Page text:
In the face of looming elections in December 2024, South Sudan finds itself at a critical juncture in its democratic transition, with only 17 months left on the Roadmap timelines. Nicholas Haysom, the Secretary-General’s Special Representative and Head of the United Nations Mission in South Sudan (UNMISS) stressed the situation's urgency during a press conference in the capital city of Juba.
Haysom emphasised that 2023 is a “make or break” year, urging prompt action to address foundational tasks necessary for the South Sudanese population to participate confidently in the upcoming elections. The nation's journey toward democratic stability has been marred by inter-communal violence and the aftershocks of the crisis in its northern neighbour, Sudan.
A central concern is the incomplete reconstitution of crucial bodies: the National Constitutional Review Commission, the National Elections Commission, and the Political Parties Council. These bodies play pivotal roles in shaping the democratic process, but their reestablishment remains pending. Furthermore, drafting a new Constitution must be expedited to ensure consensus among political parties.
Haysom stressed that successful elections go beyond just holding the polls; credibility, transparency, and inclusivity are essential to establish legitimacy. The freedom for political parties to register and campaign, a vigilant civil society for civic education and observation, and a media that fosters diverse voices are all crucial components.
The ongoing crisis in Sudan further compounds South Sudan's challenges. The spillover effects include increased food prices, impacting vulnerable households' access to basic necessities. Tens of thousands of refugees have entered South Sudan, fleeing violence in Sudan, and this influx could potentially exacerbate existing tensions.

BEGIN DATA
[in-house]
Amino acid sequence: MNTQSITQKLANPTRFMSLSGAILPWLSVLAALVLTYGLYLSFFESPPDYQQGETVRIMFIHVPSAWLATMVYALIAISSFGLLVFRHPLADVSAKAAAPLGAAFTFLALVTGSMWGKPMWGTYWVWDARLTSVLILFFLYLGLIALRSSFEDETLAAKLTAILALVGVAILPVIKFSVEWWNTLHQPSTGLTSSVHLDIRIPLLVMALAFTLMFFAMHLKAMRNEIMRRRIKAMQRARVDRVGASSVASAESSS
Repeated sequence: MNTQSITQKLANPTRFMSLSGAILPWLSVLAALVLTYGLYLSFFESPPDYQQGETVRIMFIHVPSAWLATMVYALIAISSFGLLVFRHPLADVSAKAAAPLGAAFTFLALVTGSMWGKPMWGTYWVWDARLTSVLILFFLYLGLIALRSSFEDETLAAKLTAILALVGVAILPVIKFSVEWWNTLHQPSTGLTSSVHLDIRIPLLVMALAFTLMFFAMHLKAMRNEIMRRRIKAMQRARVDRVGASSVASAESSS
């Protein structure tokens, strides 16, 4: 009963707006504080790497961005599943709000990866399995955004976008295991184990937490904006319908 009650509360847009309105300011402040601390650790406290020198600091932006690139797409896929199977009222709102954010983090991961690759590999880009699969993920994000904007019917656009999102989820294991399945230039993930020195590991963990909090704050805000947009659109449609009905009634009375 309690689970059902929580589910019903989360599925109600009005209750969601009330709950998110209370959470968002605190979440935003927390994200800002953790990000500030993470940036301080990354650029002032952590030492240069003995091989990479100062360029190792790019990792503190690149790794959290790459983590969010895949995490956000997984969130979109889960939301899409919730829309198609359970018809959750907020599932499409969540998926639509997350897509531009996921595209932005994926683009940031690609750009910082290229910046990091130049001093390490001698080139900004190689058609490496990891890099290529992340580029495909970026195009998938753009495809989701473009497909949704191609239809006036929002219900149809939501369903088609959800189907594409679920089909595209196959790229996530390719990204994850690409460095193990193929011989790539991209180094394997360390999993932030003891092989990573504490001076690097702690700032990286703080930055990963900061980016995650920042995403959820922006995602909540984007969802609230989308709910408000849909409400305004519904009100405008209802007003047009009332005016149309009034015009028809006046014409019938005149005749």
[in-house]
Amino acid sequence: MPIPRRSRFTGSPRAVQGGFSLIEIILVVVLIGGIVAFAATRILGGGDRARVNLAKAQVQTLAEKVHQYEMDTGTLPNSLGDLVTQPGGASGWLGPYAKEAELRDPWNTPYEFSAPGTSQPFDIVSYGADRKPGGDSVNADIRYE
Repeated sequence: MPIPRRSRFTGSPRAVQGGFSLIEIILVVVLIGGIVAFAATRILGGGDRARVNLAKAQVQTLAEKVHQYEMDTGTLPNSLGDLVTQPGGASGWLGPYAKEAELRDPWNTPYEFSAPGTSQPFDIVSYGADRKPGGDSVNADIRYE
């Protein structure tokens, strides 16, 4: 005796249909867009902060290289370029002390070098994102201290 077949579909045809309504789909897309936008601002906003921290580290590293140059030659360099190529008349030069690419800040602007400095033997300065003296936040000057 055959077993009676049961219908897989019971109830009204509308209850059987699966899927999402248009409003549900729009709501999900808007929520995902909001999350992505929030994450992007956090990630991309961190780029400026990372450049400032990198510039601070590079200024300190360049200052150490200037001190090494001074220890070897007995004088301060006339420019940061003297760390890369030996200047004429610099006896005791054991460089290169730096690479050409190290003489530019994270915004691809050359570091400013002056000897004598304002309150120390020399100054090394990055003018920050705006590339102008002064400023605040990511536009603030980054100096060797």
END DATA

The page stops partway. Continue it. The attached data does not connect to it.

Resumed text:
Haysom underlined the immediate risk posed by potential attacks on the oil pipeline that transports South Sudan's oil to the international market through Port Sudan. Any disruption in this supply chain could severely cripple South Sudan's economy, which is already vulnerable. The international community's support is essential in navigating these challenges.
UNMISS, in collaboration with regional partners such as the African Union and IGAD, continues to support South Sudan's electoral and constitution-making processes. However, there is a pressing need for local leaders to swiftly make critical decisions about electoral, constitutional, and security structures. The success of these efforts will demonstrate to donors and international partners that a peaceful and secure South Sudan is an attractive destination for investment and support.
Haysom stressed the importance of building mutual trust among communities and leaders, fostering a shared vision for the future, and taking tangible actions to ensure the success of the peace process and upcoming elections. As South Sudan navigates this crucial period, the world watches with a collective hope for a stable and democratic future.
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